The Other Fire Island: Our Twin Off the Alaskan Coast

Photo of the Fire Island Wind project in Fire Island, Alaska courtesy of Fire Island Wind LLC a subsidiary of Cook Inlet Region, Inc.

A few miles off the coast of the mainland there is an island inhabited by numerous species of wildlife, an occasional team of visiting technicians, and 11 wind turbines – welcome to Fire Island of Anchorage, Alaska. Wind turbines have been business as usual for sometime here now and plans are currently being evaluated to install more of them in the near future.

Most of Fire Island, Alaska is owned by an Indigenous Alaskan corporation called Cook Inlet Region, Inc (CIRI). CIRI operates a commercial wind energy project on the island called Fire Island Wind that utilizes 11 wind turbines in order to supply 50,000 MWh of power to Chugach Electric Association (Alaska’s largest electric utility) annually. The Fire Island Wind website states that the project currently has the capacity to power approximately 7,000 homes and eliminates up to 500 million cubic feet of natural gas consumption annually. Fire Island Wind was also the first utility-scale renewable power project in southcentral Alaska according to Daniel Jensen, Director of Business Development and Asset Management at CIRI.

Fire Island, Alaska was identified as a good location for a future wind project during a survey conducted during the late 1990s. In 2000, the Chugach Electric Association approached CIRI about developing a wind farm on Fire Island and the two institutions (and their partners) spent the early 2000s measuring the island’s wind and launching permitting activities. In 2008, the Federal Aviation Administration (FAA) approved only a scaled-down version of the project out of fears that it would create interference for a VOR (VHF Omni-directional Radio Range) aircraft navigational aid located on the island. CIRI responded by constructing a new VOR elsewhere at its own expense to gain full approval. All major environmental and other regulatory approvals were in place by 2011 allowing construction to go forward. Fire Island Wind began commercial operation on September 24, 2012, Fire Island Wind began and celebrated its 10th anniversary last year. All of this history was explained by CIRI. Today talk of expanding the project is ongoing.

Jensen explained that the further diversification of south central Alaska’s power generation resources through renewables is not only important for decarbonization and fighting climate change but also for preventing regional natural gas shortages in the coming years. He said of CIRI’s expansion plans on Fire Island: “We are currently evaluating expansion opportunities on the island. We don’t have a specific timeline but we are evaluating the expansion opportunities there in addition to evaluating projects on our other lands as well.” Julie Hasquet, a spokeswoman with Chugach Electric, told the Anchorage Daily News in 2022 that “Chugach would be interested in accepting more Fire Island wind energy if it doesn’t increase costs to our members.” If expansion plans are enacted 22 more wind turbines could be added to the island tripling electric production and creating enough clean electricity to power 14,000 more homes than it can today according to Jensen.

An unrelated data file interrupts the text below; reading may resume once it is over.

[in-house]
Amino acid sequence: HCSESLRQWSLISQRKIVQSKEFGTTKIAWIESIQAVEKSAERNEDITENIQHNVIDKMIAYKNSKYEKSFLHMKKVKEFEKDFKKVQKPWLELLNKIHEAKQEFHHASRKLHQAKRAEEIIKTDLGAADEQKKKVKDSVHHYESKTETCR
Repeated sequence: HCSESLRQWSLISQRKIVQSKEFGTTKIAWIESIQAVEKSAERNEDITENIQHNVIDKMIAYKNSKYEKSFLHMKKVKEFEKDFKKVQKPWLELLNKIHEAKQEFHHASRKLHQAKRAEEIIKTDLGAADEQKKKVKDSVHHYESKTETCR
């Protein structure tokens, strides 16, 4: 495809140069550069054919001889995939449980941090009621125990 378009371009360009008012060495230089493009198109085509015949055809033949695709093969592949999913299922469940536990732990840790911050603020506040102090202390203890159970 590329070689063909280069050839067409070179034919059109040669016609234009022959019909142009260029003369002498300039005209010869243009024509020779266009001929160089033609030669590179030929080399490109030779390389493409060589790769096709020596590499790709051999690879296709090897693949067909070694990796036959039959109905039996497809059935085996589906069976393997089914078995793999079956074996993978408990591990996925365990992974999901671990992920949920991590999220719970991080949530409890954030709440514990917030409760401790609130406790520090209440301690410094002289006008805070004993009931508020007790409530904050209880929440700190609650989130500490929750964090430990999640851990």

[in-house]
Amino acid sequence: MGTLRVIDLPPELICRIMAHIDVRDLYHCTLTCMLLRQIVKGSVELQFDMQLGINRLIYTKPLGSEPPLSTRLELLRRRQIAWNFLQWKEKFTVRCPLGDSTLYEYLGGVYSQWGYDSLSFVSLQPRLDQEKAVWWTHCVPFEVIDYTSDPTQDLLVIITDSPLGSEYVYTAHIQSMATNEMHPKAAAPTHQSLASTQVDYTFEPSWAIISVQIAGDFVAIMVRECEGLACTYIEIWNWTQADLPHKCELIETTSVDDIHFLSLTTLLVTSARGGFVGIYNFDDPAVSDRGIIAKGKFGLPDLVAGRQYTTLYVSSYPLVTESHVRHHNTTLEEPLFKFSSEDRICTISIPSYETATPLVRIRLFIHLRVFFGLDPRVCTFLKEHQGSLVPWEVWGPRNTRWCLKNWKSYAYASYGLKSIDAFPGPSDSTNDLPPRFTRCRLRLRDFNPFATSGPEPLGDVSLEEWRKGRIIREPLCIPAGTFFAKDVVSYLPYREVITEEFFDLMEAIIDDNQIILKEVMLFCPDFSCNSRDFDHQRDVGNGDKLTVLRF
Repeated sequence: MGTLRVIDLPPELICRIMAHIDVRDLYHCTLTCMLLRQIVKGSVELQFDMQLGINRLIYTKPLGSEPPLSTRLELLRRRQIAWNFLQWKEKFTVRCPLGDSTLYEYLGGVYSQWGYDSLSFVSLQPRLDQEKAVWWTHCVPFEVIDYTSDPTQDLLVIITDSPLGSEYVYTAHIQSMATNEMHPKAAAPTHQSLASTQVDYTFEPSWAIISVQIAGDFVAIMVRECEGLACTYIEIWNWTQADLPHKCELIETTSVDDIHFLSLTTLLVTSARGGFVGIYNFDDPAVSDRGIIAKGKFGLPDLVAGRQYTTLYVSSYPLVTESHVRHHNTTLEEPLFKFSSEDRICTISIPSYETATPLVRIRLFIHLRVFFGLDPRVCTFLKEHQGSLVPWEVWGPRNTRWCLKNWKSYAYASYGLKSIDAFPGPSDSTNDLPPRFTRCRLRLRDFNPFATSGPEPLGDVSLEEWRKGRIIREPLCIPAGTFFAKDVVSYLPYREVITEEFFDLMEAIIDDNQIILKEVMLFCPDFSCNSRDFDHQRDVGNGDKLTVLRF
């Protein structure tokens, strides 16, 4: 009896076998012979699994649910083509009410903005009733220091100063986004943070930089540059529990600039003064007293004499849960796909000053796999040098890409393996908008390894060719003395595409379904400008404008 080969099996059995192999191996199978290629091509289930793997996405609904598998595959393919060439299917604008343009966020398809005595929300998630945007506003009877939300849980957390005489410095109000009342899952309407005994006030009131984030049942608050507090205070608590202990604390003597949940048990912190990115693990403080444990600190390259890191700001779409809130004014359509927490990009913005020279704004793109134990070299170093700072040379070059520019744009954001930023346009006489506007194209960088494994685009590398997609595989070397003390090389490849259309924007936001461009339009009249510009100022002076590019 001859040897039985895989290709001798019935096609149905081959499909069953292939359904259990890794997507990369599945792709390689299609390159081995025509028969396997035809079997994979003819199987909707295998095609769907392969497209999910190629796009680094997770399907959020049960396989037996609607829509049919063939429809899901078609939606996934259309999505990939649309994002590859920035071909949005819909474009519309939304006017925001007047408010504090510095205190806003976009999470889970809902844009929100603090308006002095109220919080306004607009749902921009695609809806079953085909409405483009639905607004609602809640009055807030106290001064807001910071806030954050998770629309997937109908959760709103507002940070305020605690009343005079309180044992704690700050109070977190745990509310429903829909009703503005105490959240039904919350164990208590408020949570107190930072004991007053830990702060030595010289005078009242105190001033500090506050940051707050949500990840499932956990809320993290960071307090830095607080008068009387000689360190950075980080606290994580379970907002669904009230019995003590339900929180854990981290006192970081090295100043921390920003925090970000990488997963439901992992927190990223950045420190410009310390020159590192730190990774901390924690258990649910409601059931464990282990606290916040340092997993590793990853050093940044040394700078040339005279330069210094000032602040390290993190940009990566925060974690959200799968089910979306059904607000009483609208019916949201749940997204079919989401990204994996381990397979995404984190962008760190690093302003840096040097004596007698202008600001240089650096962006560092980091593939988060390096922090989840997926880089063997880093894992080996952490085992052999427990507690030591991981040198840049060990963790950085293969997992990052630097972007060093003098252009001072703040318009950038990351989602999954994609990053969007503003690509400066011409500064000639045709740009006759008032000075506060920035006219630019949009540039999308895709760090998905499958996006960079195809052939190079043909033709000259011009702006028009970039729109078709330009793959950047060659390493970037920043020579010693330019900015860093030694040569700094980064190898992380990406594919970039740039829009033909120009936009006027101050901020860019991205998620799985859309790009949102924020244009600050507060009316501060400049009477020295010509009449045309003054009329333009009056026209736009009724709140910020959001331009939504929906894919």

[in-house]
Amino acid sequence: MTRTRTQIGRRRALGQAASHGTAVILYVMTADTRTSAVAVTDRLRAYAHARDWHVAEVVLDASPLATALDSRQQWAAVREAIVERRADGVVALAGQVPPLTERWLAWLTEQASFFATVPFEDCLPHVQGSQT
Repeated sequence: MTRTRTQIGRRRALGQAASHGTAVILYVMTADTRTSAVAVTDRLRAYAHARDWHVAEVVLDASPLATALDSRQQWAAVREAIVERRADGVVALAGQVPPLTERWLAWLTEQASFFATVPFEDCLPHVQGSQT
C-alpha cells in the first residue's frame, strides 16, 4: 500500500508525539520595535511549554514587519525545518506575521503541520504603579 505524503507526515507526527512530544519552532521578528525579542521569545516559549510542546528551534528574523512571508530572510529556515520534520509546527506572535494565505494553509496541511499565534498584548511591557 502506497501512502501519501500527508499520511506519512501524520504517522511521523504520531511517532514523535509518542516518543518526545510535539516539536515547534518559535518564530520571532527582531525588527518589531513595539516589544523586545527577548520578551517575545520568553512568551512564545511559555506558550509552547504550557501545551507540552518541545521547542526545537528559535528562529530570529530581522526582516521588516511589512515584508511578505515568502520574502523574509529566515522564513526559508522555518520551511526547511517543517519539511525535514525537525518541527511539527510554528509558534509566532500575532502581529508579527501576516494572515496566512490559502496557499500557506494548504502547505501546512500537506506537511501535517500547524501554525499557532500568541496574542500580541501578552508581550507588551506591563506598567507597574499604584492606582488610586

Fire Island, Alaska is also home to more than just wind turbines. It also hosts interesting wildlife and history. While the island currently hosts no permanent human population Jensen says the Fire Island Wind operations team regularly sees bears, moose, and porcupines on the heavily vegetated 4000-acre island. Eagle nests also sometimes have to be taken down by the operations team when they are built too close to the turbines this is done to force the birds to relocate to safer areas. The origins of the name of Fire Island, Alaska, like the name of Fire Island, New York are disputed. However, according to the Fire Island Wind website, the island is called “Fire Island” because sailors sent by Captain James Cook lit a fire on the island which acted as a beacon for the explorer, inspiring the name Fire Island. The Fire Island Wind website also states that over the centuries the island has hosted an indigenous Alaskan village abandoned due to an epidemic, Dena’ina Alaskan Native fishing camps, a WW2-era observation point to guard against Japanese submarines, and an air defense radar center site for NORAD (North American Aerospace Defense Command). Today of course the island hosts an 11-turbine wind energy generation project.

Fire Island, Alaska and Fire Island, New York are two very different islands despite sharing a name and a status as relatively pristine waterfront wildlife habitats. The two islands border different bodies of water, sit in different states, have different climates, host different ecosystems, were formed by different geological phenomena, feature drastically different population densities, and regulate land use very differently. However, are the hopes, concerns and destinies for both of these islands within the United States really so different? There is both beauty and affinity within this etymological coincidence.